Saturday night Allison, Gina, Sarah and I made our way out to Montmartre for dinner at Chez Toinnette, a highly recommended restaurant on some kind of Paris site (Fodor's, maybe), and it was without a doubt one of the best, if not the best, meal of my life. It began with a bottle of wine around ten, a great bottle, and an entree of Foie Gras and pickle. The second course was around 11:00, and consisted of four proteins: lamb, veal, duck, and pork loin, all in different sauces and served with a sweet potato puree and baby asparagus with some kind of wine reduction. The restaurant itself was irrestistable. Small, with only six or seven tables, and owned by two brothers--one, the chef, the other, the waiter--played Edith Piaf and Feist in the background and was decorated in dark red sheaths of velvet. After dinner a family next to us (old money from Boston; extremely kind) gave us a 60 euro bottle of wine. Sadly, as they walked out, the owner told us he hadn't charged the family for the wine because he was confused about who was actually buying it. The moment was one of the most awkward of my life. We were so elated, thinking we had been given this amazing Bordeaux by this beautiful, Penn-educated Bostonian family, and the wine was taken back in front of them. The father jumped at the owner with his credit card but we just wished him a good flight home and to not worry about it.

It all worked out in the end, though. The owner came over before our dessert course (around 12:30) and poured each of us a full glass of wine from the bottle "on the house." It was touching.

The dessert, though...oh, the dessert. It is no secret I adore food. I live for food. I love to cook it, eat it, and read about it. I like just looking at it. We ordered a creme brulee, among two other desserts, that was so purely delicious, so flawless in both design and execution, that I understood why so many critics compare food to sex. It was a sexual experience. Every bite was a seduction, a tease of what heaven must truly be like. Complimented by the slighly bitter wine, that single creme brulee was the single best dish to ever pass my lips.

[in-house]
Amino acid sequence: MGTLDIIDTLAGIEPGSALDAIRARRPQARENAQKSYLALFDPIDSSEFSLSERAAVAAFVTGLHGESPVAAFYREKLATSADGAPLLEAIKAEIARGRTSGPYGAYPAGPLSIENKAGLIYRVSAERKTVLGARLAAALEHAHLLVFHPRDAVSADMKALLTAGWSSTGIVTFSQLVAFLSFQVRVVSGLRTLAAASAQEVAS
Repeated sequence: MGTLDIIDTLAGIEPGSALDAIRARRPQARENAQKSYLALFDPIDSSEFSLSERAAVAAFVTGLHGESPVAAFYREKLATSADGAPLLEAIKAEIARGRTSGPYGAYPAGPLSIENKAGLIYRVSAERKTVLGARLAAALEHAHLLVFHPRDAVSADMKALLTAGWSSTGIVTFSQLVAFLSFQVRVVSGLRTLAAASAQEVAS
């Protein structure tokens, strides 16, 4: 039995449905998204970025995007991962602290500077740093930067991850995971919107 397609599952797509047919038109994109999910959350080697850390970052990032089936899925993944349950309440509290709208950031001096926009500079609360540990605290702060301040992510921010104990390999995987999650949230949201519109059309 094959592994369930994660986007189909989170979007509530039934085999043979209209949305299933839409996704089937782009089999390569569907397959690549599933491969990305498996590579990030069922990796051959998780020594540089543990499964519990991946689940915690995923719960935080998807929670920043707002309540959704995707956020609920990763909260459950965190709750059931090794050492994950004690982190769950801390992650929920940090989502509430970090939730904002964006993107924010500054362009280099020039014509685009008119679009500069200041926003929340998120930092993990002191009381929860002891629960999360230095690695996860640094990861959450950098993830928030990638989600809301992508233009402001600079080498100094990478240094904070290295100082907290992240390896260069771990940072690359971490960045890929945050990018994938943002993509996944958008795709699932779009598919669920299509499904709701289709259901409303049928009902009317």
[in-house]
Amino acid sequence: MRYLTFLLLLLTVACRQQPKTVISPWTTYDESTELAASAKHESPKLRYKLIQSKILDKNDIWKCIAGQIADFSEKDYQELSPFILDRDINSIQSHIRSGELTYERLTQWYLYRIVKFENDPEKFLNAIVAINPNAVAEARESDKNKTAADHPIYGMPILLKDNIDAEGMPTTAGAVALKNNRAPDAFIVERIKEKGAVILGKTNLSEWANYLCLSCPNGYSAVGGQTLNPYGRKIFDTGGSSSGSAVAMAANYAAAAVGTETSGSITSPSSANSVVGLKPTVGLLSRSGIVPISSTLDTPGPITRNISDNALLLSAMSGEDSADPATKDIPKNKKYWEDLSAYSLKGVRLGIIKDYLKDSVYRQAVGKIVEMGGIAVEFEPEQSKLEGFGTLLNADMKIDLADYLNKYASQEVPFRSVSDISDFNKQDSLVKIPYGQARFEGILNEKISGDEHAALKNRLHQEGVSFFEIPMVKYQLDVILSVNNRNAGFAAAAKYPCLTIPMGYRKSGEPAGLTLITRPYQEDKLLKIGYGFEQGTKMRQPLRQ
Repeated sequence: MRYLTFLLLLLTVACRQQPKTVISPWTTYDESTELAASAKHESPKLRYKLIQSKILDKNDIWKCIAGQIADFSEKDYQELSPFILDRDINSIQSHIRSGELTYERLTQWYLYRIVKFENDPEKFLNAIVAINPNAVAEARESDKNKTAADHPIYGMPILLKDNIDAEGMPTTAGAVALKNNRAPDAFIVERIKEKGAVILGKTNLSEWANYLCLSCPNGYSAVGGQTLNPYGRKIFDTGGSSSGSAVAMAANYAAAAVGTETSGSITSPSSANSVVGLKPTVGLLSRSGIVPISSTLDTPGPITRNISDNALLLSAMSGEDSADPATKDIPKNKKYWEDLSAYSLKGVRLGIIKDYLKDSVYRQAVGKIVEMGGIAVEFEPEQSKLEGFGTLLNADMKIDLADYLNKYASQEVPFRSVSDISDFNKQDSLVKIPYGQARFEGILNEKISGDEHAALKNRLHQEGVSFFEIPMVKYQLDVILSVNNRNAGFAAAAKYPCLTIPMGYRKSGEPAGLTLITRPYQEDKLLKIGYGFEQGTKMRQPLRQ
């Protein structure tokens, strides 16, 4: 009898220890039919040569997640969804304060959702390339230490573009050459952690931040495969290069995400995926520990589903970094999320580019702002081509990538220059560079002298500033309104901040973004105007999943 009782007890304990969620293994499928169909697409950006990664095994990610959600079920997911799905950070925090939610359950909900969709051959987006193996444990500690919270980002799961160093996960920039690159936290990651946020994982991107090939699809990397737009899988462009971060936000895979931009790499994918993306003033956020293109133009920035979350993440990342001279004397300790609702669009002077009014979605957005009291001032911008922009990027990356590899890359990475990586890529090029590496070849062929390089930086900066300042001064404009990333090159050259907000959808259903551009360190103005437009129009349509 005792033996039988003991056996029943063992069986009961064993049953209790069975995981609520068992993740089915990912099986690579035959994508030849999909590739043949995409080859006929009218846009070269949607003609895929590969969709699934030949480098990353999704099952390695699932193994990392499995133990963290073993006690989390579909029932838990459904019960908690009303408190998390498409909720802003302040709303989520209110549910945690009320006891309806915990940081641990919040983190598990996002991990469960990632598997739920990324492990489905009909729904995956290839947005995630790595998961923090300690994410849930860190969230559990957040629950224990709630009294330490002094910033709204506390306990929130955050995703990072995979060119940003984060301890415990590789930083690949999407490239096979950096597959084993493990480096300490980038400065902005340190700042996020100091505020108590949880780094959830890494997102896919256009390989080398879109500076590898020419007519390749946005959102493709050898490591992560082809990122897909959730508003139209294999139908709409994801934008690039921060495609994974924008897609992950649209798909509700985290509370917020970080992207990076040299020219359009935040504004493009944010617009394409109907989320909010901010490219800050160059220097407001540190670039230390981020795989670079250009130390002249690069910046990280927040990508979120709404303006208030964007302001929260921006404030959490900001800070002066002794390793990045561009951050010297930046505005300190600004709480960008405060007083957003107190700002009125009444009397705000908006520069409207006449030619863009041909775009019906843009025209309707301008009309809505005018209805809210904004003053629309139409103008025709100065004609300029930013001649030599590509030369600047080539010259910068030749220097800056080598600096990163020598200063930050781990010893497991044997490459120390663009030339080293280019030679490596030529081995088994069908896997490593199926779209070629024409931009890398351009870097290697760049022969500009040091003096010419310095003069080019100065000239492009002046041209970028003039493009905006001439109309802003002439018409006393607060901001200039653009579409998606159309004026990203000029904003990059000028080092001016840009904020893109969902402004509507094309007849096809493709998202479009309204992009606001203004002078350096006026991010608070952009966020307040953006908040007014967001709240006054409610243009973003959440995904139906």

Best Night...well, ever

I know it's blurry, but this shot perfectly captures what makes Paris at night such a magical place.
In the Parc Buddhiques, about ten minutes from my apartment.

A vinyard on one city block in Montmartre.
The Jardin du Luxembourg.
A few of my friends. From left: Tanya, Matthew, Sarah, Shannon, Lauren, Sarah R., and Mariah.
A few other friends. From left: Allison, me, Gina.
Sunsets in Paris are one of a kind.
Me (with a bit of wind in my hair, apparently) and Allison.
A man playing ball in Montmatre, the most beautiful place I've ever been to in Paris.

View from Montmartre.

If there's one easily comprehended French characteristic, it must be drinking. It is non-stop for Parisians; it begins at lunch, continues after work, levels off through dinner, and begins again apres-midi the following day. To say my friends and I have been partaking in this tradition is only half true--the alcohol is so cheap it's sick, but we are here to learn, not to be drunk Americans all the time.

That last paragraph was my disclaimer to preface this next story.

Last night was one of the most out of control, amazing evenings I can remember. A massive group of us, all well dressed in our least touristy outfits, headed down to Le Quartier Latin for un petit fete. As in, we wanted to go out. Out, out. Beginning at a small dive named Le Rive Gauche--and a larger game of "Never Have I Ever"--moving to a club off the Champs D'Elysees, and ending in an actual Parisian house party at 4:30 a.m., we achieved a great feat: we were no longer tourists.